• Ship combat also returns as more mountain than molehill. It’s the glue that holds the entire game together and gives you a reason to do what you’re doing. This is where Assassin’s Creed IV shines and - happily - where you’ll spend most of your time. Naval combat is exciting and challenging, with complicated positioning, reflex tests, and planning issues that are slowly introduced and neatly layered. Taking on a huge brig, its two gunboat escorts, and sinking the lot of them might be my best gaming memory of 2013. There are so many little details to enjoy. Your crew sings authentic sea shanties which you can find by completing rooftop challenges on land. At top speed the camera pulls way back to let you enjoy the freedom of the open sea. Water surges over the side and streams away, making the deck look authentically wet. Waves are real and affect combat. Fighting in calm seas and crazy storms are two utterly different experiences.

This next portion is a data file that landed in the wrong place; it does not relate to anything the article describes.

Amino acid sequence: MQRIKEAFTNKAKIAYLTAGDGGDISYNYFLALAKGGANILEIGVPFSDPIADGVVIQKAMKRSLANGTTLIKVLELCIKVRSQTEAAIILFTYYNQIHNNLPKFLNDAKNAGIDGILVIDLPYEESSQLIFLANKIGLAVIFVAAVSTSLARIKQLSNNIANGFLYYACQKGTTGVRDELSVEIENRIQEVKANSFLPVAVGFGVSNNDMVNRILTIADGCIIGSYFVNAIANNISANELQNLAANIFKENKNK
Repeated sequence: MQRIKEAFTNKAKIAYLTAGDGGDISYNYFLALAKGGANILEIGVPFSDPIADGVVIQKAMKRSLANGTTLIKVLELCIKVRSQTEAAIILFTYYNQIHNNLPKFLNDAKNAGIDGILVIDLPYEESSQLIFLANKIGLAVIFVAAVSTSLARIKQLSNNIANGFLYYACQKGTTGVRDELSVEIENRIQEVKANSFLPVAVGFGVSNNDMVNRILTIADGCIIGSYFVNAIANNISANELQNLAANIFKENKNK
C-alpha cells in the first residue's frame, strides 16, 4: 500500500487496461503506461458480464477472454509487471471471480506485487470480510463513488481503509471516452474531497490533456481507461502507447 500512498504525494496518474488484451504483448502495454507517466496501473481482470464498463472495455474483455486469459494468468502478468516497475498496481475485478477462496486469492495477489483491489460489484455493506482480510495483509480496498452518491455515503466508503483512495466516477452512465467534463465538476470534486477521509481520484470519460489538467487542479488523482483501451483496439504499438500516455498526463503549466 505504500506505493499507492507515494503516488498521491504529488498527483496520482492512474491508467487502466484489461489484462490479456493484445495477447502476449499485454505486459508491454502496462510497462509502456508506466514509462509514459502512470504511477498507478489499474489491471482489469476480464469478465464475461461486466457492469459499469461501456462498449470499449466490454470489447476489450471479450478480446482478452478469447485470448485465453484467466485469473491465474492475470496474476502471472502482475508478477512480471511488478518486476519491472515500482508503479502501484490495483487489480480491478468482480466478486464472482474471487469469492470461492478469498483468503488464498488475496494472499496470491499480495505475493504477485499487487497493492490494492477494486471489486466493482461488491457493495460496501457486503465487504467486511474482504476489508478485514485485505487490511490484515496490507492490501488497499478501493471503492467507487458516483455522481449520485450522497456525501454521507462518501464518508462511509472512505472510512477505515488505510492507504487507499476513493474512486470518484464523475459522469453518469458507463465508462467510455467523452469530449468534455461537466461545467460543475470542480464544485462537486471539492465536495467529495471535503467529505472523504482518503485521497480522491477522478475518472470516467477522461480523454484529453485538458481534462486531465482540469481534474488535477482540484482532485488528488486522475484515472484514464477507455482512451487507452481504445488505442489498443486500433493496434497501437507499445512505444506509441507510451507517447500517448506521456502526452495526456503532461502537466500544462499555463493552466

• Talking is so much briefer than before. You’re not a Templar nor an Assassin, which means you don’t have to listen to dozens of speeches about controlling the destiny of the world. Kenway isn’t quite up to Ezio Auditore’s swarthy charm, but he has enough flavor to express the player’s desires without coming off too strong or too bland.

The most important part, something I thought Ubisoft would never fix, is the game balance. In Assassin’s Creed II you managed a villa that paid you money on a regular schedule. You could use that money to upgrade your villa and it would pay you even more money. This tidal wave of cash made all the assassination missions in cities pointless. Why earn a thousand gold for killing this guy when I can wait six minutes and get another ten grand from home? I’ll admit never getting far in Assassin’s Creed III due to other reasons, but I never felt a drive to earn money as Connor.